Jeremy Corbyn has vowed to return the Chagos Islands to Mauritius after the UK was branded an “illegal colonial occupier” for refusing to hand back the archipelago by the United Nations deadline.
The six-month schedule to return control of the overseas territory came and was set to pass on Friday, with Boris Johnson refusing to recognise a claim of sovereignty over the islands by Mauritius.
The Labour leader vowed to “end colonial rule” and return the islands if he wins the December 12 election, and accused the Conservatives of “shamefully” considering themselves above international law.
Speaking to reporters on a campaign stop in Worksop, the Prime Minister said: “We obviously dispute the claims that are made and we will continue to make those to vindicate our position in international law.”
Mauritius prime minister Pravind Jugnauth said his Government “strongly deplores” the UK’s decision.
“This situation clearly leaves the United Kingdom as an illegal colonial occupier,” he told the National Assembly of Mauritius in anticipation of the deadline passing.
The UN overwhelmingly voted in May to set the six-month deadline for UK withdrawal from the Indian Ocean archipelago, in a major diplomatic blow.
Mr Corbyn, speaking to reporters on the campaign trail in Stoke-on-Trent on Friday, said he would “absolutely” return the islands to Mauritius.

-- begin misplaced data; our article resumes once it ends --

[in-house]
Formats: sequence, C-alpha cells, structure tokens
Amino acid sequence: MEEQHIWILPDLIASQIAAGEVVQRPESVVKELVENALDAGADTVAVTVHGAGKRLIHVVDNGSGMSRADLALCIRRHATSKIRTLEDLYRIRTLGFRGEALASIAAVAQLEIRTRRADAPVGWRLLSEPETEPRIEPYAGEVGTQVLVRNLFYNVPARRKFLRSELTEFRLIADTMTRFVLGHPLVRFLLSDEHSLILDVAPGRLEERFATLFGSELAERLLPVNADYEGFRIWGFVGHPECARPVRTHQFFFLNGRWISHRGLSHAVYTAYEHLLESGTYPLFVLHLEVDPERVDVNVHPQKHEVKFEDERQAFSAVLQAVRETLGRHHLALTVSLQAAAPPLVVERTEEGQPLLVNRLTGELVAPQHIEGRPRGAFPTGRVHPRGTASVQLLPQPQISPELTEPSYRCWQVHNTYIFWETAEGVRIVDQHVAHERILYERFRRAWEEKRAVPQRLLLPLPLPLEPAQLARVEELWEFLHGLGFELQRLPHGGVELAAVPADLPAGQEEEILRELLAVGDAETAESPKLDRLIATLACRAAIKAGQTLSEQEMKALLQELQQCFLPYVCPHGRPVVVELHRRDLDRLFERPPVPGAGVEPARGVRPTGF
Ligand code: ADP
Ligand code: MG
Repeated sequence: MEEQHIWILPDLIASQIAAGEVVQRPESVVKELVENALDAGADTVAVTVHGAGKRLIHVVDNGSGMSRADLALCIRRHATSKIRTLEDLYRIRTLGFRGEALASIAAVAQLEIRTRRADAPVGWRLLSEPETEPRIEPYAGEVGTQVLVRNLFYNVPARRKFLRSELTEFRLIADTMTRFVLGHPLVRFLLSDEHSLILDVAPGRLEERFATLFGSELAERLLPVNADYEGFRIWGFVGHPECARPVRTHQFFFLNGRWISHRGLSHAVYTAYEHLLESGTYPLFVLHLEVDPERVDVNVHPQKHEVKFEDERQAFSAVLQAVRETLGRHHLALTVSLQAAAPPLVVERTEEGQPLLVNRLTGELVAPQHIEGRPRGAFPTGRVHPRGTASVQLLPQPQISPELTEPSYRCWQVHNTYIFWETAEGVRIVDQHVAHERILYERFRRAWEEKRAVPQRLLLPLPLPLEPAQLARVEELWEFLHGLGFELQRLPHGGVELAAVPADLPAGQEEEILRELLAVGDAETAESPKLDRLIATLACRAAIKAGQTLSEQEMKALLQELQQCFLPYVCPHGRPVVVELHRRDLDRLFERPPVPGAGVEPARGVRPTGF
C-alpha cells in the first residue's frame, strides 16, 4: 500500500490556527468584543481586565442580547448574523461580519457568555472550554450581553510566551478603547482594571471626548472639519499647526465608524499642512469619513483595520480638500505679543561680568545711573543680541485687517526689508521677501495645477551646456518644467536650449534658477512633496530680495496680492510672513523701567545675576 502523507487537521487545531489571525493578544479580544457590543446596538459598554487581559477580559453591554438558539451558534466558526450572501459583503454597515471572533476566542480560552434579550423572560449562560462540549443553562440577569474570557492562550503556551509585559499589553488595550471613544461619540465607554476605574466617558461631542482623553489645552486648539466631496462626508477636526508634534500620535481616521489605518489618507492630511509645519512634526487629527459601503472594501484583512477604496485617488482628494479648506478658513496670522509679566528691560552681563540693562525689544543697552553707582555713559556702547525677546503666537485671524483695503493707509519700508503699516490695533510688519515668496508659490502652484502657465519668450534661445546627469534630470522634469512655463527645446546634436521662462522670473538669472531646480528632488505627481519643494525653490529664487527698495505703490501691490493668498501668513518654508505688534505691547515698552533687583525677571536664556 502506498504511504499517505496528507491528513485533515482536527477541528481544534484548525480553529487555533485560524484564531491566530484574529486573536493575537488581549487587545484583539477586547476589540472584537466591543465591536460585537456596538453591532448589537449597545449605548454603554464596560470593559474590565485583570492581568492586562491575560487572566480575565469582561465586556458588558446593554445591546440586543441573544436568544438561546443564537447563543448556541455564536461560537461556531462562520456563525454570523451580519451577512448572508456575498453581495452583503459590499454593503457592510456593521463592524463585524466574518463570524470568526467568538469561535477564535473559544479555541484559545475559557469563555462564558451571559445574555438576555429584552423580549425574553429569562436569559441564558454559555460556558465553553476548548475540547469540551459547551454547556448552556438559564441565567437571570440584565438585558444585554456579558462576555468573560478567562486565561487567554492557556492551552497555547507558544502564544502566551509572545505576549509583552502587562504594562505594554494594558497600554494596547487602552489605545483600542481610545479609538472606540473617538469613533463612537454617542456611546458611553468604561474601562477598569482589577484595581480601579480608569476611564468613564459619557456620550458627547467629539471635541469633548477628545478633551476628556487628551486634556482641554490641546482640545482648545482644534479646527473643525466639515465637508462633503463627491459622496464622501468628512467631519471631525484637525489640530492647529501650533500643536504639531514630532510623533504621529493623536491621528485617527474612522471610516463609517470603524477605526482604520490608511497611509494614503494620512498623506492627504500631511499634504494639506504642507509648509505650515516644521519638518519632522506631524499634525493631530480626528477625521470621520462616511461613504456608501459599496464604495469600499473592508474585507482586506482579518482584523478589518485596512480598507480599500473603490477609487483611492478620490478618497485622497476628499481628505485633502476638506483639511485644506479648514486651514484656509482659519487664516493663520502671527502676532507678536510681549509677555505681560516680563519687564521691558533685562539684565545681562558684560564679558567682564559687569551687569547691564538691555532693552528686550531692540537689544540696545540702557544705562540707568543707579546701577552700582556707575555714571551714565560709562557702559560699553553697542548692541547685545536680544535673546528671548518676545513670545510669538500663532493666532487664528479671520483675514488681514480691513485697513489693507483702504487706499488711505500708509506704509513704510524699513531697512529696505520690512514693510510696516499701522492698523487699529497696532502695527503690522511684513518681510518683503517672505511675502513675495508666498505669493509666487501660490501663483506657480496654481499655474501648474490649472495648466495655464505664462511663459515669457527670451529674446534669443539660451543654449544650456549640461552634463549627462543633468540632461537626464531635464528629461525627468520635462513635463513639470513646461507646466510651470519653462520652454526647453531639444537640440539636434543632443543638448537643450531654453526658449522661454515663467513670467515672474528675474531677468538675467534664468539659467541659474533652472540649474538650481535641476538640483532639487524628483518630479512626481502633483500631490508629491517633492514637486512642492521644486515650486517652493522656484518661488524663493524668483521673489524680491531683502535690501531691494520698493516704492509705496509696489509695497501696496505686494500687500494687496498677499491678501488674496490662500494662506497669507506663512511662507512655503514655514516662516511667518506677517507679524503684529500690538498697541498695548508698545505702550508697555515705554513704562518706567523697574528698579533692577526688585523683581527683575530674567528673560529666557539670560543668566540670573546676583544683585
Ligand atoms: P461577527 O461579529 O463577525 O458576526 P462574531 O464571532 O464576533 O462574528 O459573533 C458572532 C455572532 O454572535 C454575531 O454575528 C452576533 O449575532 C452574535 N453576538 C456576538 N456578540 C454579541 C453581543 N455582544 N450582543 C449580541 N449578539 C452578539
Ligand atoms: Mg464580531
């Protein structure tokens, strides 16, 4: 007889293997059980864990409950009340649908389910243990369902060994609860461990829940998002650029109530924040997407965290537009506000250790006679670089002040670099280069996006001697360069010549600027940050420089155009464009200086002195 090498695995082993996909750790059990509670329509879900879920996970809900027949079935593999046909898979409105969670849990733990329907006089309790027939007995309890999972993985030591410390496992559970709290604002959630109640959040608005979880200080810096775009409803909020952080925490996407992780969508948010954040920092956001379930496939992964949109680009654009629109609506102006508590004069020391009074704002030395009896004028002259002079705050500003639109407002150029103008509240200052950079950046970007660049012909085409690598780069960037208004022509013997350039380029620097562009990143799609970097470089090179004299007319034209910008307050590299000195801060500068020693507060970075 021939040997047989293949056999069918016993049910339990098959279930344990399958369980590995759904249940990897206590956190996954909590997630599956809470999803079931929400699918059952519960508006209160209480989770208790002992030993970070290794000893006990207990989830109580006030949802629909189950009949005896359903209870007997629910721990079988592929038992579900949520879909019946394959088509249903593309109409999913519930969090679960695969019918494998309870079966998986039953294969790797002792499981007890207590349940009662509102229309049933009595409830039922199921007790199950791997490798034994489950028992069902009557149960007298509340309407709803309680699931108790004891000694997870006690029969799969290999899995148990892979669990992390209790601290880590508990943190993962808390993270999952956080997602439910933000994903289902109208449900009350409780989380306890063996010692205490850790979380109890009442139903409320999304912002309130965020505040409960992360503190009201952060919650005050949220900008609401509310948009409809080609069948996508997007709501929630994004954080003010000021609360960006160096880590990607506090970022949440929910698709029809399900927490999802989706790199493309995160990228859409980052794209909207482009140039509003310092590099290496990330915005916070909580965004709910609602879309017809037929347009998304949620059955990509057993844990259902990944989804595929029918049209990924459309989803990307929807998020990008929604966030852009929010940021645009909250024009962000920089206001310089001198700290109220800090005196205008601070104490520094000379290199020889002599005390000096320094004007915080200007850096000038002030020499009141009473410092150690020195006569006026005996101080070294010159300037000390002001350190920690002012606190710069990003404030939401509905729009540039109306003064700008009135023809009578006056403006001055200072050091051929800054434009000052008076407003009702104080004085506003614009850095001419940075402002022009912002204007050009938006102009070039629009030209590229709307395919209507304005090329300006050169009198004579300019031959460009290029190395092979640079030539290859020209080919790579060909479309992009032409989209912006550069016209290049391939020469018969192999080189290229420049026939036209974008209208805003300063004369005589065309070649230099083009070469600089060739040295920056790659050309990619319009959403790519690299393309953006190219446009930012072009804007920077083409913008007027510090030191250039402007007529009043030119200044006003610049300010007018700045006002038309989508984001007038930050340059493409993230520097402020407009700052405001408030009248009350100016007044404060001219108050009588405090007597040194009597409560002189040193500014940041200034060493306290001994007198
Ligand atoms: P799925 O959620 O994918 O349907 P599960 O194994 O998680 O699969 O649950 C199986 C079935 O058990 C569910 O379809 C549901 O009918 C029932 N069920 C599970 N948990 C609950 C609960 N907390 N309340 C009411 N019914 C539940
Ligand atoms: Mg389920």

“It’s clear that in refusing to return the Chagos Islands to Mauritius and defying the UN General Assembly and International Court of Justice, this Conservative Government shamefully considers itself to be above international law,” he added in a statement.
“We immediately will enact our manifesto promise to allow the people of the Chagos Islands and their descendants the right to return to the lands from which they should never have been removed.”
The UK evicted Chagossians from the archipelago between 1967 and 1973 so that the US could erect a military base on Diego Garcia, the largest island in the group.
That move, and the islands’ incorporation into the British Indian Ocean Territory, was ruled “unlawful” by judges at the International Court of Justice in The Hague.
While not legally binding, the UN vote heaped diplomatic pressure on Britain to return the territory, with the General Assembly backing the resolution 116 votes to six.
Diego Garcia remains a strategically important US military base and has been used for highly controversial rendition flights carrying suspects of terrorism.
The UK purchased the archipelago from Mauritius for £3 million in 1965, when it was still a British colony.
Mauritius, which gained independence from Britain in 1968, maintains the islands are its own.
Asked for a comment, the Foreign Office pointed to a recent ministerial statement saying: “The UK has no doubt as to our sovereignty over the British Indian Ocean Territory (BIOT), which has been under continuous British sovereignty since 1814.
“Mauritius has never held sovereignty over the BIOT and the UK does not recognise its claim.”